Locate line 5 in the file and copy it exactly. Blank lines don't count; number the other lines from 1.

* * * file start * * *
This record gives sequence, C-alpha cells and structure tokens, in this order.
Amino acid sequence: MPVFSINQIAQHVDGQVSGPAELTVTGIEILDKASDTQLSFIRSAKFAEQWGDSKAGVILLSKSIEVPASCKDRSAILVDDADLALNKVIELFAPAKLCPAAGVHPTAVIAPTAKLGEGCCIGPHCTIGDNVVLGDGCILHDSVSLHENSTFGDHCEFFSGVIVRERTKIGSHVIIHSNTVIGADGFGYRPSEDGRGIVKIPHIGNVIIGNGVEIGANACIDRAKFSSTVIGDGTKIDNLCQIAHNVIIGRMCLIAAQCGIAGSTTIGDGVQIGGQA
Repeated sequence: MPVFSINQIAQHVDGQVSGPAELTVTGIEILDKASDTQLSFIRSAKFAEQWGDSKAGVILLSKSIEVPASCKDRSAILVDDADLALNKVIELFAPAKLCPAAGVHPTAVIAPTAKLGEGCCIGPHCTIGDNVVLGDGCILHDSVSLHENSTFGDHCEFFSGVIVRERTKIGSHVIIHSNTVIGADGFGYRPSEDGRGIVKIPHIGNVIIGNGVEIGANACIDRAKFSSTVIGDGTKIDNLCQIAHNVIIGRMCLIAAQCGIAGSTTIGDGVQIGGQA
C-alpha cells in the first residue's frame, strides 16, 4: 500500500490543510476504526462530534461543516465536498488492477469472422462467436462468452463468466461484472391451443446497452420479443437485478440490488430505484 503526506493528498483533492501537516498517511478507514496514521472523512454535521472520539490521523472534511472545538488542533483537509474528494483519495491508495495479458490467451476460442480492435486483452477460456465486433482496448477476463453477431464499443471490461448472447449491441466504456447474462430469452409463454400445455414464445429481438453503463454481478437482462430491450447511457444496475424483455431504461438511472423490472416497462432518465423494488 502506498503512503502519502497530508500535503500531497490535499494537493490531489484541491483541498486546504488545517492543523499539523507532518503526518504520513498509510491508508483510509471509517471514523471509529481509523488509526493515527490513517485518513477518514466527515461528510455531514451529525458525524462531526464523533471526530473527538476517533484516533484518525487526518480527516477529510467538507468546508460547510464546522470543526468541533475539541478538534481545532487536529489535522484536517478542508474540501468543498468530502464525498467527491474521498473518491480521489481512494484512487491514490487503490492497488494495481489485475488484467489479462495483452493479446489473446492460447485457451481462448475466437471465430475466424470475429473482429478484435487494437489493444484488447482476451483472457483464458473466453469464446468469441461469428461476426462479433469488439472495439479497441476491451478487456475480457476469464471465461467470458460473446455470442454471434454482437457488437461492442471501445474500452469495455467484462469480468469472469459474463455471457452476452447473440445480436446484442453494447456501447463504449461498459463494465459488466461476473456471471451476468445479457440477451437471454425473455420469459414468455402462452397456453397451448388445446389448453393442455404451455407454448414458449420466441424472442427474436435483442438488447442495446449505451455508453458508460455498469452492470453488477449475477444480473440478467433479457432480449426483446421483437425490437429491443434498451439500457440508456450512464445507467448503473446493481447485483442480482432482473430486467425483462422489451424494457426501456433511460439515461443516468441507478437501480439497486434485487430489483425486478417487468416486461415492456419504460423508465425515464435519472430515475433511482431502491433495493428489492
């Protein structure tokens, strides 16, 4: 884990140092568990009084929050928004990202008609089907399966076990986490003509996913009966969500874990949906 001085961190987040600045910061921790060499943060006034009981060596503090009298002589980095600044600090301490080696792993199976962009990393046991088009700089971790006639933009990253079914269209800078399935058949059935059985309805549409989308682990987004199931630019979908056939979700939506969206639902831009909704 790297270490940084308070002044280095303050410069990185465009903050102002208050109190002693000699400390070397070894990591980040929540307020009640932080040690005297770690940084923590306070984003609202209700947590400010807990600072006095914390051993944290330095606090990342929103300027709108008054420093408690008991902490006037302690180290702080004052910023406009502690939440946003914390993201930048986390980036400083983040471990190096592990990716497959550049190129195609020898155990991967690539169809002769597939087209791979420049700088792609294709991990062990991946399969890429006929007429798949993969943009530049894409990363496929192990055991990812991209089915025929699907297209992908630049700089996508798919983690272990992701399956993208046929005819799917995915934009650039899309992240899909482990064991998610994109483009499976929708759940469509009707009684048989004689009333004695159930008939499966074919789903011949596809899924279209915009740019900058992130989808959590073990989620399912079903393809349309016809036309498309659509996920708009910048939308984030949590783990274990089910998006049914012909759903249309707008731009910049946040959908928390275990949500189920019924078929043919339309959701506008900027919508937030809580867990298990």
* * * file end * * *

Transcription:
């Protein structure tokens, strides 16, 4: 884990140092568990009084929050928004990202008609089907399966076990986490003509996913009966969500874990949906 001085961190987040600045910061921790060499943060006034009981060596503090009298002589980095600044600090301490080696792993199976962009990393046991088009700089971790006639933009990253079914269209800078399935058949059935059985309805549409989308682990987004199931630019979908056939979700939506969206639902831009909704 790297270490940084308070002044280095303050410069990185465009903050102002208050109190002693000699400390070397070894990591980040929540307020009640932080040690005297770690940084923590306070984003609202209700947590400010807990600072006095914390051993944290330095606090990342929103300027709108008054420093408690008991902490006037302690180290702080004052910023406009502690939440946003914390993201930048986390980036400083983040471990190096592990990716497959550049190129195609020898155990991967690539169809002769597939087209791979420049700088792609294709991990062990991946399969890429006929007429798949993969943009530049894409990363496929192990055991990812991209089915025929699907297209992908630049700089996508798919983690272990992701399956993208046929005819799917995915934009650039899309992240899909482990064991998610994109483009499976929708759940469509009707009684048989004689009333004695159930008939499966074919789903011949596809899924279209915009740019900058992130989808959590073990989620399912079903393809349309016809036309498309659509996920708009910048939308984030949590783990274990089910998006049914012909759903249309707008731009910049946040959908928390275990949500189920019924078929043919339309959701506008900027919508937030809580867990298990």